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HRDC quoted in TV news report on e-cigarettes sold in jails

WSMV Channel 4, Jan. 1, 2013.
HRDC quoted in TV news report on e-cigarettes sold in jails - WSMV Channel 4 2013

Mid-state jail turns to electronic cigarettes to raise money

Posted: Aug 05, 2013 7:01 PM CST Updated: Aug 05, 2013 9:18 PM CST

Posted by Julia Bruck


There's a controversial new idea to raise money to fund local jails. At least one other Tennessee jail is already doing it. Come Tuesday, the Macon County sheriff plans to also start selling electronic cigarettes to inmates who crave a smoke.

But some question if it feeds a bigger problem of addiction.

Sheriff Mark Gammons said they plan to be made especially for jail use, so they don't have any sharp edges. Unlike other electronic cigarettes, the ones for the jail can't be recharged. Instead, he said after about 500 puffs, inmates have to buy another. The price tag will be about $13.50 for one.

"Hope I can make $45,000 a year and that profit will be turned in to help pay these guards for being understaffed, underpaid," Gammons said.

It's not just about money. Gammons said one of the hottest items inmates try sneak into the jail is cigarettes. But with the electronic cigarettes program, they can control which inmates get to buy them and when they get their nicotine hit.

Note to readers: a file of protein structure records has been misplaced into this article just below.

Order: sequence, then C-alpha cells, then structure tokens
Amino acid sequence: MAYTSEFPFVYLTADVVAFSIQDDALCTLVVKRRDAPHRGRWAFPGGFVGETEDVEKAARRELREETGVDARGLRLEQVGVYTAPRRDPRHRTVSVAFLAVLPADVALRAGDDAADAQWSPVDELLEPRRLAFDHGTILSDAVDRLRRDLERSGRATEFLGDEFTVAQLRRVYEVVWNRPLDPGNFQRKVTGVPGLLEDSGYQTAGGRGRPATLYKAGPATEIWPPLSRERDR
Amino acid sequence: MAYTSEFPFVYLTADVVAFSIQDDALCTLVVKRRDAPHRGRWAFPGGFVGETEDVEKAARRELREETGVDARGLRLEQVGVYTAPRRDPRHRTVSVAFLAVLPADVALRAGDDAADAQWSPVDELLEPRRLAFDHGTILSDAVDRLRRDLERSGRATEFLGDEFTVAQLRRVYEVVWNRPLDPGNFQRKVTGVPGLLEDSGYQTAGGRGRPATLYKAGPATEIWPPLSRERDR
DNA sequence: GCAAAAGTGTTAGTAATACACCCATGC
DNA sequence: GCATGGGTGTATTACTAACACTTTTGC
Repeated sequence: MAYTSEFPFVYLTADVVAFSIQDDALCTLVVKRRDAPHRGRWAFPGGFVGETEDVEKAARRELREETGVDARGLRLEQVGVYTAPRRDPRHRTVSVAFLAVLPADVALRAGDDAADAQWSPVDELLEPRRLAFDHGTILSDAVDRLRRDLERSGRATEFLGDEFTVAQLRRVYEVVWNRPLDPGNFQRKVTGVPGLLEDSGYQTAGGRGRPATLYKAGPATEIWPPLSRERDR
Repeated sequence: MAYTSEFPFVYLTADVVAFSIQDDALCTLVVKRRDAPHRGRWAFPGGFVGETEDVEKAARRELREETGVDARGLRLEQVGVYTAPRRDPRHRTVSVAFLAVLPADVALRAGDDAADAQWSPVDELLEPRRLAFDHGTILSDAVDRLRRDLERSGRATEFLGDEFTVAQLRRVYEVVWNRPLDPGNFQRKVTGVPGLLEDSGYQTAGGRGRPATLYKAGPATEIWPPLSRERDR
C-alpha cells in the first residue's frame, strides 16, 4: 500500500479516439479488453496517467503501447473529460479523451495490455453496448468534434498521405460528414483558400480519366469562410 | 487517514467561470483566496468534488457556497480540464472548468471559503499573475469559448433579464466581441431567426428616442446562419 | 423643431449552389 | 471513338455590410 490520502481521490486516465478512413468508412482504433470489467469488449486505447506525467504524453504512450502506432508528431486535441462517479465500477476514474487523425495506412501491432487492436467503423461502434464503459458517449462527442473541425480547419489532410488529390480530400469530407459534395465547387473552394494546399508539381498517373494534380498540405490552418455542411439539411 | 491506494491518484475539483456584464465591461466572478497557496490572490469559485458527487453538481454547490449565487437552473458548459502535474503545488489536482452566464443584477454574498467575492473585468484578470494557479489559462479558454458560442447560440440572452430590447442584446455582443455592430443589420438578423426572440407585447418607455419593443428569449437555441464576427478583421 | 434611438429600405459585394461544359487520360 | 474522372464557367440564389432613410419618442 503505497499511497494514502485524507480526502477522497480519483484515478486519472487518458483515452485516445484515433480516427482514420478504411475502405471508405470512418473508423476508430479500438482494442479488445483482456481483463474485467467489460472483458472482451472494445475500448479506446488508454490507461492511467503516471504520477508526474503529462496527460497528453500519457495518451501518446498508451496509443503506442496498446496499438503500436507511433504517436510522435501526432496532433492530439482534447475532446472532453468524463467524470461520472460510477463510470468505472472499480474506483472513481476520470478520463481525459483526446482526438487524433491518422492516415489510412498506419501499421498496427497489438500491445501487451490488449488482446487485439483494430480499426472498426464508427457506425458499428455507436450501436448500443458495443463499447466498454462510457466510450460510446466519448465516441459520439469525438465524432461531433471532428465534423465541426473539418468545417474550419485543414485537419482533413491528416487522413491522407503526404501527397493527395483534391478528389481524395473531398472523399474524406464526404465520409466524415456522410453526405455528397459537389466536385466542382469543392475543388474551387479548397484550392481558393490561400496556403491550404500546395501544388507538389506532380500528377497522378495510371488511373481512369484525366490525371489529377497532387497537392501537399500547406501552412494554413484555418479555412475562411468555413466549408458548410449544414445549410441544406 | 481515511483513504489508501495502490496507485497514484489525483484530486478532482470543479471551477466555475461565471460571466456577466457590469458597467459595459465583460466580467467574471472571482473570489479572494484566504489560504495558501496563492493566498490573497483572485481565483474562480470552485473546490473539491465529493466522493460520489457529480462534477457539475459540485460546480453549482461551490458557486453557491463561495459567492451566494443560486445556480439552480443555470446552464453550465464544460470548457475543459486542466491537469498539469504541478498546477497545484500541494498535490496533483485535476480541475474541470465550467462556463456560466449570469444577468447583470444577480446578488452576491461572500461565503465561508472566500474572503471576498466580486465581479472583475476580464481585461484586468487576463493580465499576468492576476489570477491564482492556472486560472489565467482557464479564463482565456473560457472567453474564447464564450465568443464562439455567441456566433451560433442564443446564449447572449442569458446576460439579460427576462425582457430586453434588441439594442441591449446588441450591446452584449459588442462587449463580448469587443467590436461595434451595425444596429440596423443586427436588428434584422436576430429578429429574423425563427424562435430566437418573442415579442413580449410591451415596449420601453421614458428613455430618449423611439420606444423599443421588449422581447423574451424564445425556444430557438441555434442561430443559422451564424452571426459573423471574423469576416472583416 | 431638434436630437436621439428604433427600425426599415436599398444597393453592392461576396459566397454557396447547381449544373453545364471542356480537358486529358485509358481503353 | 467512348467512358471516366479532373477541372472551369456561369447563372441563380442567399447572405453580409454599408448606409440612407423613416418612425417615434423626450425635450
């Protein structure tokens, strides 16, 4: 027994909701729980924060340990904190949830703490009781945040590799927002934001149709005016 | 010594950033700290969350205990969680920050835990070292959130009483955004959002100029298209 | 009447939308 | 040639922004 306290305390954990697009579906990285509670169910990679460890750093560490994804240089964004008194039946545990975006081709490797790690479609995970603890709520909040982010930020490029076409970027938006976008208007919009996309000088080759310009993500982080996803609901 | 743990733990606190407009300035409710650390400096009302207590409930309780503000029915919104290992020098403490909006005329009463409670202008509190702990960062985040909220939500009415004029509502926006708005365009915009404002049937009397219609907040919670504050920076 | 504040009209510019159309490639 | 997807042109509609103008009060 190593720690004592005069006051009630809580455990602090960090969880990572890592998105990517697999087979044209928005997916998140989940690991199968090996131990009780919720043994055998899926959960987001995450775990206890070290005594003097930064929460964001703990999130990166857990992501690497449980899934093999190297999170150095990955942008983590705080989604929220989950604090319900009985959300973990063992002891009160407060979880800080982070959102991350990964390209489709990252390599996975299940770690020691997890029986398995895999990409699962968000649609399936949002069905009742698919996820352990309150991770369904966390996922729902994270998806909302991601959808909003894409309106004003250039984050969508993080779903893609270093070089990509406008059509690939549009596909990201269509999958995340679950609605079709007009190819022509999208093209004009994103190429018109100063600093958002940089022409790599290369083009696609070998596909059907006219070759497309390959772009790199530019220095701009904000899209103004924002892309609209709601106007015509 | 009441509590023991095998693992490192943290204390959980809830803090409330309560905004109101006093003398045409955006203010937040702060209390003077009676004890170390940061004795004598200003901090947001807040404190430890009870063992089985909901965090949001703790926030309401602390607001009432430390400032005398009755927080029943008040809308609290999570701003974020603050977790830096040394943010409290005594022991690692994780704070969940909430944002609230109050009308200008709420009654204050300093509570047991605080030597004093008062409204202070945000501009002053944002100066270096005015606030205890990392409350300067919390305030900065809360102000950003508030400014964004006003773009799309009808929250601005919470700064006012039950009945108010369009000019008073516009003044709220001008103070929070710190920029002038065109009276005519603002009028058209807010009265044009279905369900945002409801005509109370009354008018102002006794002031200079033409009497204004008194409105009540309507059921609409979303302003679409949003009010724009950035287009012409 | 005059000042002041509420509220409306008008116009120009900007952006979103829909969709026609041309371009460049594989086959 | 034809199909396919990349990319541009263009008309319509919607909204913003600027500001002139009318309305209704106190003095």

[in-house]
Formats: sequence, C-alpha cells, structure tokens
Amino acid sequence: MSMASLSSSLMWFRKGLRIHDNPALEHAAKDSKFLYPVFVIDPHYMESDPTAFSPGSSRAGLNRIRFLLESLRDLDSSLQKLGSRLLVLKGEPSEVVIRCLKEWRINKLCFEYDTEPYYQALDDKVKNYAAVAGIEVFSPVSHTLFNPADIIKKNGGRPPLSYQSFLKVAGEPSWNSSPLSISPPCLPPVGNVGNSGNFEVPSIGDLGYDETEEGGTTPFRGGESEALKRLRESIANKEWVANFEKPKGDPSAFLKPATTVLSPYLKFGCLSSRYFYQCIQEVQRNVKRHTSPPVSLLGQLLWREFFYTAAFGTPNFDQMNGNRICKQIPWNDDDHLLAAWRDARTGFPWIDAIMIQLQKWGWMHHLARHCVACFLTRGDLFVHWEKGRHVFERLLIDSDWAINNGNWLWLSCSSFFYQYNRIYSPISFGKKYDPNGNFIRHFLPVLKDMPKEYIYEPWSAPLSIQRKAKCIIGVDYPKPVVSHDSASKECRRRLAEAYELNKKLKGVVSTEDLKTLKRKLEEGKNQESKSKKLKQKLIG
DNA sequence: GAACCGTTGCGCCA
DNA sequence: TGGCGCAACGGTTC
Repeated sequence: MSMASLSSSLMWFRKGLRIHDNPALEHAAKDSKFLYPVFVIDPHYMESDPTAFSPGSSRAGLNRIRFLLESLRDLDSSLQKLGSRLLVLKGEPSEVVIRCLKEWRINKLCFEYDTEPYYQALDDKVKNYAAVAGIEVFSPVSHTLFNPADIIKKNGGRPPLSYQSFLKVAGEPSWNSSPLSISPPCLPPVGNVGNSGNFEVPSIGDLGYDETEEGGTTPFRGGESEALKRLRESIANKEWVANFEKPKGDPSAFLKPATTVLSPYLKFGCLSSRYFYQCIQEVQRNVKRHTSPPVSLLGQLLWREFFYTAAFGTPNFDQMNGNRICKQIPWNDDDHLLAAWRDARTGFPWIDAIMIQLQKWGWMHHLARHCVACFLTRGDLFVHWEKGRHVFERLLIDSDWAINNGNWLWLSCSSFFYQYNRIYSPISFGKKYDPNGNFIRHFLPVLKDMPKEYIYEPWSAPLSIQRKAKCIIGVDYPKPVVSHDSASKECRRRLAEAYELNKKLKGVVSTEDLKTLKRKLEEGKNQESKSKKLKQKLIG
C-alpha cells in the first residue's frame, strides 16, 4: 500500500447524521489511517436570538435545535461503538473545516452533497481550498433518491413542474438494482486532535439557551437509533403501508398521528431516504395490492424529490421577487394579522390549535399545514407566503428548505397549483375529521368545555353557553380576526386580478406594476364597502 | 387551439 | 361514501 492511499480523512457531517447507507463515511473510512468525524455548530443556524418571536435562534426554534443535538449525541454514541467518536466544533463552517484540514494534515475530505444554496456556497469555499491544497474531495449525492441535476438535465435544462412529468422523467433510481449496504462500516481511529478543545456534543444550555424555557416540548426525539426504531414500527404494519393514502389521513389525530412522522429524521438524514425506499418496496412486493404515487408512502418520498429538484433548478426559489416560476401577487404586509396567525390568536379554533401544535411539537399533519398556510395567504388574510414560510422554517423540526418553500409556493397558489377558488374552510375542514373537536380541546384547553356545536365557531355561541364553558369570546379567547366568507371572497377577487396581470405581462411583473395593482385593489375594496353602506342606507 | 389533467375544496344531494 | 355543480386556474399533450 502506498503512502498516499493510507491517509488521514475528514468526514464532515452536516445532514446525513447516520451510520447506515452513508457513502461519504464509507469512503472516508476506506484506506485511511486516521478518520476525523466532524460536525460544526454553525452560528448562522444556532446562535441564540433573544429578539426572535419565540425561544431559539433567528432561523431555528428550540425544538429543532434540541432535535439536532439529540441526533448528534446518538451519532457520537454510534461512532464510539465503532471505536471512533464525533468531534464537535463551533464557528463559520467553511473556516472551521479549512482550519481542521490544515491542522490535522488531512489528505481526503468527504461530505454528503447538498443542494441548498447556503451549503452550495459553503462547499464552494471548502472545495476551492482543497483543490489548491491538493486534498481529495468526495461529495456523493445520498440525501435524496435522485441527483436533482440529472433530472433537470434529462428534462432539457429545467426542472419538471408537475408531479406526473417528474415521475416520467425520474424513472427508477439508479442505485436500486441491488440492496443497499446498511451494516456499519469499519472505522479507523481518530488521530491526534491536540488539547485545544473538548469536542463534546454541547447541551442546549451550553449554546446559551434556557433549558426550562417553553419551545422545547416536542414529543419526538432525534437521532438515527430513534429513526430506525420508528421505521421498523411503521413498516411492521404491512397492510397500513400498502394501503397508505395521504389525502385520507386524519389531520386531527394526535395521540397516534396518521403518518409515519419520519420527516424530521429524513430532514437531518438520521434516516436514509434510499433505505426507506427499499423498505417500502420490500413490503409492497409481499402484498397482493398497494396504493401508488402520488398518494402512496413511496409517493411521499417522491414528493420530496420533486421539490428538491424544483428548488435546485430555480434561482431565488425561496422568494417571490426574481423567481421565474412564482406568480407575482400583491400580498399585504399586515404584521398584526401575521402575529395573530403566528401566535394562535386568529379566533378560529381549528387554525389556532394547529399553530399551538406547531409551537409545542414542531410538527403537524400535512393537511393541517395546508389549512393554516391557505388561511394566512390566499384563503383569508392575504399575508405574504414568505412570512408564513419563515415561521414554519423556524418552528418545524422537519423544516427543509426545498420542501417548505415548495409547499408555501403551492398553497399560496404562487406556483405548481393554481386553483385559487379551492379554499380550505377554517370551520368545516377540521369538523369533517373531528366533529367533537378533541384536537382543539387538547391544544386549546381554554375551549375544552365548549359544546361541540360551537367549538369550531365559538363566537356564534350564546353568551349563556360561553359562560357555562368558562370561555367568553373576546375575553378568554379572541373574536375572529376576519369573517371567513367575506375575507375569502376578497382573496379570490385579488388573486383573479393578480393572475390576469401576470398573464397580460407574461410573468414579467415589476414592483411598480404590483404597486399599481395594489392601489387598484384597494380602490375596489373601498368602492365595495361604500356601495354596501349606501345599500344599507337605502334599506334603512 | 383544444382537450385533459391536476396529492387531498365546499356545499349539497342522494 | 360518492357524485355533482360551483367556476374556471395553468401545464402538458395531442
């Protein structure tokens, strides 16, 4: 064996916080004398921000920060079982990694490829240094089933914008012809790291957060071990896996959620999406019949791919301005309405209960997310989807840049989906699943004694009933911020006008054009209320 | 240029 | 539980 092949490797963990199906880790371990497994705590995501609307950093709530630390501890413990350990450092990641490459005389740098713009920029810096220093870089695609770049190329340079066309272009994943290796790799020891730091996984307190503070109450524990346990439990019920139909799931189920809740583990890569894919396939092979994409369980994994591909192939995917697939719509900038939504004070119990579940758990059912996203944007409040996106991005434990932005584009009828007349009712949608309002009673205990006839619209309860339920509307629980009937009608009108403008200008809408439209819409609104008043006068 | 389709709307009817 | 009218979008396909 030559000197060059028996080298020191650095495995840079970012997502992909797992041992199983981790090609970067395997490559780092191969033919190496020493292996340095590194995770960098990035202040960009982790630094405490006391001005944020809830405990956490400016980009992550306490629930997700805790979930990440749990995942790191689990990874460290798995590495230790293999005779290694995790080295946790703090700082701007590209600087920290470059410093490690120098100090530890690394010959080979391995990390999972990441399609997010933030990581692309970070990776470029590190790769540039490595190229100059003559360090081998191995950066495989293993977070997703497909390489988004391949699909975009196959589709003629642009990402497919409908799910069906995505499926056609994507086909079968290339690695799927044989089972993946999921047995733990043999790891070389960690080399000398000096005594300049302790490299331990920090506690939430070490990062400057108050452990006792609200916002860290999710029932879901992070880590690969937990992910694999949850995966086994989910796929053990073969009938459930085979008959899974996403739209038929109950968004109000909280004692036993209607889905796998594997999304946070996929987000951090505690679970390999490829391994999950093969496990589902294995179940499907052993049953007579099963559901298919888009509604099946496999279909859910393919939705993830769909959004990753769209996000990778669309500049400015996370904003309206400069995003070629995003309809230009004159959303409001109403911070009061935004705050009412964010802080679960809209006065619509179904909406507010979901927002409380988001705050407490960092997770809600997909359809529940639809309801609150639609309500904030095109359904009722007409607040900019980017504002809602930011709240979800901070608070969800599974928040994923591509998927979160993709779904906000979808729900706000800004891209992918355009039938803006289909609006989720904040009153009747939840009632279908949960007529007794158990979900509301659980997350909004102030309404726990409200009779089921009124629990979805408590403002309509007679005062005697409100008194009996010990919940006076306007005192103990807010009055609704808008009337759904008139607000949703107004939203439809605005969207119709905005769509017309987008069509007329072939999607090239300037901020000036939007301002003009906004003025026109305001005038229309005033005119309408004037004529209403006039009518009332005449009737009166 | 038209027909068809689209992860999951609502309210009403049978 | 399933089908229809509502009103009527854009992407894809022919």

"This way anybody that does smoke they have the freedom to buy this," Gammons said. "It will allow them to have some form of cigarette while they are in jail."

But Alex Friedmann, associate director of the Human Rights Defense Center, said feeding an addiction doesn't help public health and safety in the long term.

"I think the fact remains prisoners with other addictions, such as alcohol addiction, the jail is not providing with beer and whiskey," Friedman said. "Prisoners with substance abuse addiction, such as Oxycodone, the jail is not providing them with that."

The American Lung Association in Tennessee also has concerns, along with other health organizations. In a statement, the American Lung Association in Tennessee said in part, "Much is unknown about the impact of e-cigarette use, including the harm to both the user and those exposed to the secondhand vapor."

But for those inside of the jail cell, the chance to buy an electronic cigarette is a welcome change.

"It help us not to bring more contraband into the jail system," Macon County Jail inmate Jorge Benavente said. "It satisfies the sights of the inmates in the back."

Gammons said inmates will only be allowed to use the electronic cigarette in certain areas.

Putnam County already has a similar program in place. Some jails in Kentucky also allow electronic cigarettes as well. But currently state prisons do not allow any tobacco or substitutes.



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